This year’s Chief Brehon of the Great Irish Fair is Queens-born Margaret M. (Peggy) Smyth, chief financial officer of National Grid. She is the second female Brehon in the history of the fair.
“This is all about celebrating family, God, culture and heritage. That’s why the Great Irish Fair is such a special event,” Smyth told attendees at the fair’s kickoff reception, held at St. Francis College, Brooklyn Heights.
A proud second-generation Irish-American, Smyth was born and raised in the Rockaways. Her parents, Anthony and Margaret Hannon, belong to St. Francis de Sales parish in Belle Harbor, where she attended the parish school. She was baptized there, received First Holy Communion and Confirmation, and was later married there.
“My parents are still in the same house. They will be married 60 years in October,” she said.
She grew up in a two-family home with her grandparents living upstairs –close enough to instill their faith, culture and heritage in the next generation.
“My grandparents were all Irish immigrants,” Smyth said. “They came over … in the steerage of boats like the Titanic” from counties Sligo, Mayo and Leitrim.
“My mother’s parents lived with us in our home in the Rockaways. My grandmother, when she had come over to this country, was 16 years old – and she had all of her worldly possessions in a trunk,” Smyth said.
Full of family history and treasures, that trunk remained in the basement of her parents’ Rockaway home until Hurricane Sandy hit in 2012.
“Of course, it got destroyed. And that was the only thing – after losing two cars and most of their house – that my mom cried about. That just illustrates how important your heritage is, your family is, your belief in God is,” she said.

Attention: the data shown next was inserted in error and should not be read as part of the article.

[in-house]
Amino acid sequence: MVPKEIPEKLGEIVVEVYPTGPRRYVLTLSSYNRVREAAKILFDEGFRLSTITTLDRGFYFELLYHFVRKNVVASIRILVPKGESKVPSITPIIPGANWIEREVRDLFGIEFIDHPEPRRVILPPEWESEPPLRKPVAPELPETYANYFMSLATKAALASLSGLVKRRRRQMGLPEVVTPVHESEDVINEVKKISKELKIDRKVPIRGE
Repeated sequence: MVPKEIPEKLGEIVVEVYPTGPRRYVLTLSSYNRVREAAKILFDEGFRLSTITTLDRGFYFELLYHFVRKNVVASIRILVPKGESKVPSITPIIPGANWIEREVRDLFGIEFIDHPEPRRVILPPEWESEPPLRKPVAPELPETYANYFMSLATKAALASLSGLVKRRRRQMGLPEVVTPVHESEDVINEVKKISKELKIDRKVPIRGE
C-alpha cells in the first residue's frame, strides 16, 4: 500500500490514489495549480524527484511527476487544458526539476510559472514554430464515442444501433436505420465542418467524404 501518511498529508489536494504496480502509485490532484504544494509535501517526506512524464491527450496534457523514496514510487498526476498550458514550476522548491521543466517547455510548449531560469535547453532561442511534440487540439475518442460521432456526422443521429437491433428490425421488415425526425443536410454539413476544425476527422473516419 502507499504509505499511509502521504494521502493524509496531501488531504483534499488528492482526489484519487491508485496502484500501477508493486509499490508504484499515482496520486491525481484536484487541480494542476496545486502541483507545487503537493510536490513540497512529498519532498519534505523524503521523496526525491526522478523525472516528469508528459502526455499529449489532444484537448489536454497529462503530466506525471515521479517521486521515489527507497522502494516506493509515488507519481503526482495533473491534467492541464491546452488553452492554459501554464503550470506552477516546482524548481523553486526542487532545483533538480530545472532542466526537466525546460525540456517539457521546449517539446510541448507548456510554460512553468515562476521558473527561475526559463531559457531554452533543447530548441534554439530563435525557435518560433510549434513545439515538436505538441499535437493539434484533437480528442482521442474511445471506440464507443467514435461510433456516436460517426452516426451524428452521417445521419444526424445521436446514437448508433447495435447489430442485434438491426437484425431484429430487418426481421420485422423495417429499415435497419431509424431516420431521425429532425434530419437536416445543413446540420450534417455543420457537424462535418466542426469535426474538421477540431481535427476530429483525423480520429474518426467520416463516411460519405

Smyth has brought those strong values from her family and upbringing into her work ethic at one of the largest utility companies in America. At National Grid, she is known for leading team transformations that result in increased productivity, engagement and performance. Customer value and energy affordability are cornerstones of her work.
Under Smyth’s leadership, National Grid is driving the transition to clean energy – developing financing models for new energy solutions like battery storage, solar energy and the expansion of electric vehicle charging stations.
Smyth has a personal interest in advancing sustainability accounting practices, and is a Sustainability Accounting Standards Board (SASB) FSA Credential Holder. She led a CFO roundtable at the United Nations in 2018, spearheading dialogue about the business case for sustainable decision-making.
Smyth formerly served as vice president of finance at Consolidated Edison, Inc. in New York and was previously the chief financial officer and vice president of finance at Hamilton Sundstrand, a United Technologies (UTC) company. She held financial leadership roles at 3M, Deloitte and Arthur Andersen.
Smyth and her husband, Berney, the son of Irish immigrants, have two sons of their own; they all have dual citizenship with Ireland. The family resides in Connecticut but also has a second home – a farm where Smyth’s mother-in-law was raised – in County Roscommon, Ireland.